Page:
The cofounder of the company that created the world's first computer-animated feature film lays out a management philosophy for keeping Pixar innovative.
With the emergence of new, often disruptive, forms of personal mobility, the automotive industry is facing a drastic change in its role and its relationship with consumers, end-users and society in general. New forms of partnerships are also emerging. Innovation and technology are crucial drivers for these changes, while automotive suppliers are its key actors, alongside OEMs, new industrial players and service providers.
The current price of 50-60 dollars per barrel limits the number of new wells that can be drilled at an economically reasonable price. As a consequence, the drilling activity in the United States collapsed by 50%. Now that OPEC has stopped playing its regulatory role, American unconventional oils may well be the main balancing factor on the market. At the same time, the industry has already begun to adapt very quickly and the possibility of lower costs will play a very important role in this evolution.
Overcoming the pessimism that permeates many visions of the future of the news media, today we find ourselves in a period of intense activity, i.e. in the “creative” phase of a Schumpeterian moment. Many startups no longer rely on advertising and are refocusing on the service provided to the reader. Crowdfunding has freed up initiatives and is allowing for experimentation. Brief.me, a daily newsletter launched in 2014, was born of such experimentation.
Regulating FinTech? Better say forcing their way into the market. Revolution ahead in the European banking business! Since the pressure on banks is high on different grounds, it is very likely that PSD II levels the field and FinTech will profit disproportionally over traditional payment stakeholders and potentially win the race.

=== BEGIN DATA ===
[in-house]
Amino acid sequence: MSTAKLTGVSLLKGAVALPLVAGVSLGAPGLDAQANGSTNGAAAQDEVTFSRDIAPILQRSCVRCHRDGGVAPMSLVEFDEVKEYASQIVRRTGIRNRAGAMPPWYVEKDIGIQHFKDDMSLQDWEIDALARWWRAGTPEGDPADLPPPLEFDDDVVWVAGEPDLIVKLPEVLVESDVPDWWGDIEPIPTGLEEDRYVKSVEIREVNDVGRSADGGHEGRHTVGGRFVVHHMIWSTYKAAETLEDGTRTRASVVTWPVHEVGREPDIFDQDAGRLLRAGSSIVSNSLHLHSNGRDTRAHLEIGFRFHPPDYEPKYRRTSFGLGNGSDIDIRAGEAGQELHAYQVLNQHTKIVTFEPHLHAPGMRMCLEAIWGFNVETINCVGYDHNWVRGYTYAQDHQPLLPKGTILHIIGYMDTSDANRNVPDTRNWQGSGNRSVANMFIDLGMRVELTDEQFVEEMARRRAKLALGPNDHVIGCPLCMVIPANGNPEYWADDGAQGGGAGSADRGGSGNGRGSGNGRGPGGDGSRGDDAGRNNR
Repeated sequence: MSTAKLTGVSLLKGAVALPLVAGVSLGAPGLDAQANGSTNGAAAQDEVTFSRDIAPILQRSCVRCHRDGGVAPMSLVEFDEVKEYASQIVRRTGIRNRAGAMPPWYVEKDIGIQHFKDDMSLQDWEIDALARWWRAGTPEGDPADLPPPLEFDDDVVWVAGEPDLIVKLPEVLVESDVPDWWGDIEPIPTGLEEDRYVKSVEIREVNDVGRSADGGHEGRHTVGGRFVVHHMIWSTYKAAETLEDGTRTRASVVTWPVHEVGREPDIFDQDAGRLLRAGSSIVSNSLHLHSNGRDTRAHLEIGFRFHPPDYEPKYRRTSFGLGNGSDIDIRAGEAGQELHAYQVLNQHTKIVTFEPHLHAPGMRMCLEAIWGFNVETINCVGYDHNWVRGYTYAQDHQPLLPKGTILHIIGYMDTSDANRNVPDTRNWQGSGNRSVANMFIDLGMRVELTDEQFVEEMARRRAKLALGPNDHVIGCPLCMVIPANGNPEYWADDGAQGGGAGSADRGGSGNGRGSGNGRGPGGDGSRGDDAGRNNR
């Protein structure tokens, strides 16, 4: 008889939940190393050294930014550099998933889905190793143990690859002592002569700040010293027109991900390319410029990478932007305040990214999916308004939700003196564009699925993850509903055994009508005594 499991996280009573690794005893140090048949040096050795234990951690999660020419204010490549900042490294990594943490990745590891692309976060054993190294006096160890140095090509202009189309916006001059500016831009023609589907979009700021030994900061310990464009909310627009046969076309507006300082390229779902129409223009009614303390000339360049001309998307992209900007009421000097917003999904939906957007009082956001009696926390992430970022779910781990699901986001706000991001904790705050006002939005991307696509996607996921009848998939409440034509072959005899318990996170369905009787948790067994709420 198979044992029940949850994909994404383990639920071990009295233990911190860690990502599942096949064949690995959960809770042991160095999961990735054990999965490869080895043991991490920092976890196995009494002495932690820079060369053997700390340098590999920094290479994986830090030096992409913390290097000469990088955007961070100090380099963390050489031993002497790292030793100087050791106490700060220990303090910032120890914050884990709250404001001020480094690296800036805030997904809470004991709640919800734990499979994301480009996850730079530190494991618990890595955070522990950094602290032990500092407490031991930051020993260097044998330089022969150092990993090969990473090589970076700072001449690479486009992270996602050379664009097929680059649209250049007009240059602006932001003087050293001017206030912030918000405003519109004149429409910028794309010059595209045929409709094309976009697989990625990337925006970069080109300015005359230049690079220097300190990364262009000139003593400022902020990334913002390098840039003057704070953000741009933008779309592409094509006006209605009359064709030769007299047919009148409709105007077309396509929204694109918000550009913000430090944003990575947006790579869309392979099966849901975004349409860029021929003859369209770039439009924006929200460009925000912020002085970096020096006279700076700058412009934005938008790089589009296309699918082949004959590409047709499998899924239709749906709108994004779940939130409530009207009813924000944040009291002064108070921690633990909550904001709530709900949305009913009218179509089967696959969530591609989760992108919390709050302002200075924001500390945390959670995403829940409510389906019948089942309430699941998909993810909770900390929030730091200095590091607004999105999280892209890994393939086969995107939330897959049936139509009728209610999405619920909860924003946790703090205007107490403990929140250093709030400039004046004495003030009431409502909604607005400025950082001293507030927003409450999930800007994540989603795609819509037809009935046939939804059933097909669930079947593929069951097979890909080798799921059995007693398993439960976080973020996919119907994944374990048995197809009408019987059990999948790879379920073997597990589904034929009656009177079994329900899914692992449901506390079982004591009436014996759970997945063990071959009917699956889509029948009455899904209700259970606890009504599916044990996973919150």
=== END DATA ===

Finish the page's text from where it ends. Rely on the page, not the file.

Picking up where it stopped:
Autolib' is a technical, operational and commercial success. This electric car-sharing service which started in Paris and operates in several French cities is now going global: the latest city where the scheme has been adopted is Indianapolis. This rather risky venture was made possible by the alliance between a giant and a startup. Here is its story.
Agriculture and the food industry are quickly entering the era of platform economics. The rapid development of digital interfaces is not exclusively a matter of matching supply and demand. Collaborative platforms have emerged alongside marketplaces, some dedicated to finance, others to exchanging services. Professionals are reinventing and rediscovering older forms of solidarity. Finally, private individuals are also getting in to the game, radically overhauling everyday practices and rewriting codes.
Clextral is an engineering company located in Firminy near Saint-Etienne, France. It employs 275 people including 80 engineers, sells its machines in 88 countries and has subsidiaries and offices on every continent. What's the secret?
With the Model S, Tesla offers not only “the best car in the world,” but also an object from the Silicon Valley, closer in its architecture to a mobile electronic device than to a car, in the conventional sense. The electronics and system architecture but also the streamlined user experience: everything is designed in a framework where models are smartphones and tablets. The result is a car that draws its attractiveness from its own features, including its mechanical performance, and from the enchanting experience it promises, more than from simply rational, technical and economic features. Electronics and automotive technology, the best of both worlds, and beyond! This performance owes much to the personality of Elon Musk and to the culture of the company, which shares both the qualities and defects of a start-up. Will this culture survive to a change of scale?
Automakers are facing four changes that will altogether change the automotive experience in the few years to come. These four innovations, brought from the consumer electronics industry, include Connectivity, Artificial intelligence, Sensors, and Interface. Each of these four disrupting factors, taken independently, is a powerful wave on its own. When combined, they will redefine the industry.